The width of the cutting edge should be equal to half the pitch of the thread.
Small clearance angle of 1° to 2° are provided at the side of the tool to prevent the surface from ribbing with the work.
4.2 Internal Thread Cutting Tool
The cutting edge of the tool is exactly similar to an external thread cutting tool but the front clearance angle is sufficiently increased as in a boring tool.
The tool is a forged type orbit type and held on a boring bar. The point of the tool must be set square with the work.
5. Facing Tool
A facing tool removes metal by its side cutting edges. So no top rake in necessary in a facing tool. The figure shows H.S.S. facing tool intended for finishing opration.
The tool has 2° side cutting edge angle and 34° end cutting edge angle can be accommodated in the space between the end of the work and 60° dead centre leaving a clearance of 2° on both sides.
The standard shank section is 20Χ20, 25Χ25, 32Χ32, 40Χ40, and 50Χ55 all expressed in mm. The length of the tool is 125, 140,170, 200 and 240 mm and the nose radius varies from 0.5 to 1.6 mm.
6. Grooving Tool
Grooving tool is similar to a parting-off tool illustrated in the figure. The cutting edges are made square, rounded or “V” shape according to the shape of the groove to be cut.
7. Forming Tool
Turning curved profiles may be affected by using
- Ordinary lathe tools,
- Flat forming tools,
- Circular forming tools.
An ordinary lathe turning tool may sever the purpose where a copying attachment is used to reproduce the form of a template. Flat forming tools are made of two types:
- Simple forming tools
- Flat dovetail forming tools.
Simple forming tools
These tools have their cutting edges ground to the shape of the groove, undercut, or thread to be cut.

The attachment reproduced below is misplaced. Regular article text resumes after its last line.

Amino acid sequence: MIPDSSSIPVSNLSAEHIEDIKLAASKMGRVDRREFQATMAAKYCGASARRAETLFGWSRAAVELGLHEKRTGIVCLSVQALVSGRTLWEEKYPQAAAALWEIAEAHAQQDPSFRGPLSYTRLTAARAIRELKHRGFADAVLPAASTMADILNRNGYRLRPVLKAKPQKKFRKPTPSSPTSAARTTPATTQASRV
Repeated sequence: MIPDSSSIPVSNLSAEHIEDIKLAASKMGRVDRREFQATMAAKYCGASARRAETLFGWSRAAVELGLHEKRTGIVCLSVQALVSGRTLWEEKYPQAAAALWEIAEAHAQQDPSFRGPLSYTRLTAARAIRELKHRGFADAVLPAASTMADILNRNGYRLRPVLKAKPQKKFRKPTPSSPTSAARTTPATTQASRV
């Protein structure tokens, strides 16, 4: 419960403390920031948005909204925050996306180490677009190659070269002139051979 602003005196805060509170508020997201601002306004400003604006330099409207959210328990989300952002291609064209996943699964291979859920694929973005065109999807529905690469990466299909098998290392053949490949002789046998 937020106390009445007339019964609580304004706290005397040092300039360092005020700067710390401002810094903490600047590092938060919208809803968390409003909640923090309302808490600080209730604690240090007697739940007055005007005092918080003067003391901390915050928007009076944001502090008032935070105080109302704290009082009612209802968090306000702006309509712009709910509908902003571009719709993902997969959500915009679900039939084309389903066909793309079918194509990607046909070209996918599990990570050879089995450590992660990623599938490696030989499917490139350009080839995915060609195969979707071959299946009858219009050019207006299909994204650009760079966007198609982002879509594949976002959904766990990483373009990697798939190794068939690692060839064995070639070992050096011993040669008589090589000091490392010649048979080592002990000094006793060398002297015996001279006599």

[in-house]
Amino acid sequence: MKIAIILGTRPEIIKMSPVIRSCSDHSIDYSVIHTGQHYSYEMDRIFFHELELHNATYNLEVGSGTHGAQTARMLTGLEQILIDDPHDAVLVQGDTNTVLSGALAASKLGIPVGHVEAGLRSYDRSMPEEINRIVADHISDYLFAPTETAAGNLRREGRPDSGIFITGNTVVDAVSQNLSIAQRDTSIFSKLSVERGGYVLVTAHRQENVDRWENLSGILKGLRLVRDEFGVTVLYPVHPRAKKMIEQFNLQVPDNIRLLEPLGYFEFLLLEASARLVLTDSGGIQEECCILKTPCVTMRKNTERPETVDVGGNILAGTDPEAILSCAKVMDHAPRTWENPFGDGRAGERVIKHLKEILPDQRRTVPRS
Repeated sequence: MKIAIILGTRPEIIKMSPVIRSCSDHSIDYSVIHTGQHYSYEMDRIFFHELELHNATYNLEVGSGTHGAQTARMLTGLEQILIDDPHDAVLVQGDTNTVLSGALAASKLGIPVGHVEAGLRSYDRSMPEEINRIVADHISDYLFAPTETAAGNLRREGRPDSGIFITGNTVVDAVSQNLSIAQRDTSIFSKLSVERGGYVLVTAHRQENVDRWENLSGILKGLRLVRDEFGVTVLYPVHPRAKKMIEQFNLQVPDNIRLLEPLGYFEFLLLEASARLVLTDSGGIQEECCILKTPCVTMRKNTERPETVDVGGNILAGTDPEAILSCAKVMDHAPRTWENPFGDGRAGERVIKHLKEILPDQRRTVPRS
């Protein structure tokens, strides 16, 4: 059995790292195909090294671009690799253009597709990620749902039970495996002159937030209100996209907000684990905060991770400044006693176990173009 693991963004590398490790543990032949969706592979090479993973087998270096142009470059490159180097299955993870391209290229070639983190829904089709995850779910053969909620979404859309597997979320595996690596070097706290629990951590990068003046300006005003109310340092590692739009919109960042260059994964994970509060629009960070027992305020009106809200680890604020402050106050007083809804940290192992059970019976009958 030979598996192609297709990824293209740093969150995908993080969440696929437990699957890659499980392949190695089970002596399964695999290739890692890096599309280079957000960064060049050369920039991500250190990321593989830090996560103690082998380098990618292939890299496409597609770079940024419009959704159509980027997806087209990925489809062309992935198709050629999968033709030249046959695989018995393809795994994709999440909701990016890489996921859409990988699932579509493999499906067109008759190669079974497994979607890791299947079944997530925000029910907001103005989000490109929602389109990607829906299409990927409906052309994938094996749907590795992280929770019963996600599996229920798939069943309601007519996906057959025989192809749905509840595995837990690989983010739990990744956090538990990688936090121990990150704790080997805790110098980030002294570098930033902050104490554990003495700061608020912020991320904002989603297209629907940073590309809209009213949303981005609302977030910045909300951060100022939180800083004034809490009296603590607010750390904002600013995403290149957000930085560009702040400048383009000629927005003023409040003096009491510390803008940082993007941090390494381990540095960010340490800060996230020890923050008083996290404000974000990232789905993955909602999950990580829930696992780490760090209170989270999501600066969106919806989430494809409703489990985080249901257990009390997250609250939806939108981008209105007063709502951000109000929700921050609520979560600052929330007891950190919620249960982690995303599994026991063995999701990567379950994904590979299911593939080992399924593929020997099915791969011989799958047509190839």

Flat dovetail forming tools have a wider cutting edge corresponding to the shape desired. Dovetail end of the tool is fitted in a special tool holder. No front rake is provided but sufficient front clearance angle is given and it ranges from 10° to 15°.
Regrinding is always done on the top face of the tool which does not alter the form of the tool.
Circular form tools
These tools are preferred in production work as a very long cutting surface can be used resulting in a long tool life.
The centre of the tool is set slightly above the centre line of the work to provide an effective front clearance angle on the tool. The tool will rub against the work if the centres are of the same height.
The tool centre is usually higher than the centre line of the lathe by 1/20 to 1/10 of the tool diameter. This height is termed ‘offset’. Regrinding is done by grinding the flat only.
8. Boring Tool
A boring tool is similar to a left-hand external turning tool so far its cutting edge is concerned.
The tool may be a bit type inserted in a boring bar or holder, or forged type having a tool shank. The figure shows an H.S.S. tool bit inserted in a boring bar.
A boring bar is made of mild steel with slots or holes cut into it to accommodate the tool bit which is locked by an Allen screw. The amount of projection of the cutting edge of the tool from the centre of the bar determines the finished hole diameter of the work.
The bit is generally inserted at right angles to the centre line of the bar for boring a continuous hole passing from one end to the other end.
8.1 Different Design of The Boring Tool
The bit is set at a single to the axis projecting beyond the end of the bar for boring a blind hole.
- A tool bit having two cutting edges at it two ends is used for quick machining.